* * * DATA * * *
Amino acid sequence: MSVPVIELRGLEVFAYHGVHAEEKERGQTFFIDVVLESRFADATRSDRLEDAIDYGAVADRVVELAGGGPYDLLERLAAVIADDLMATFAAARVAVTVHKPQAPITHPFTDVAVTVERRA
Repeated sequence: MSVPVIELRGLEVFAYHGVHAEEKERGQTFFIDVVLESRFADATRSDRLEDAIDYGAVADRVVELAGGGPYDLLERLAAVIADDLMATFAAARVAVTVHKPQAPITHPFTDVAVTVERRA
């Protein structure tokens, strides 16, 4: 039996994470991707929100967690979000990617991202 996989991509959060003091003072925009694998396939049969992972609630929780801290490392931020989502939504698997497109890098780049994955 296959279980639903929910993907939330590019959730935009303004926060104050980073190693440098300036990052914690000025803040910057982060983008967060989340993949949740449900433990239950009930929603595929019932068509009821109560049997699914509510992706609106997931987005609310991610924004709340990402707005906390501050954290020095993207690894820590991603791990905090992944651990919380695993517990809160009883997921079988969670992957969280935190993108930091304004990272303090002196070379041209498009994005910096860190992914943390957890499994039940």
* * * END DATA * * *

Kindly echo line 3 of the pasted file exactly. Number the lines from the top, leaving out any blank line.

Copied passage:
């Protein structure tokens, strides 16, 4: 039996994470991707929100967690979000990617991202 996989991509959060003091003072925009694998396939049969992972609630929780801290490392931020989502939504698997497109890098780049994955 296959279980639903929910993907939330590019959730935009303004926060104050980073190693440098300036990052914690000025803040910057982060983008967060989340993949949740449900433990239950009930929603595929019932068509009821109560049997699914509510992706609106997931987005609310991610924004709340990402707005906390501050954290020095993207690894820590991603791990905090992944651990919380695993517990809160009883997921079988969670992957969280935190993108930091304004990272303090002196070379041209498009994005910096860190992914943390957890499994039940």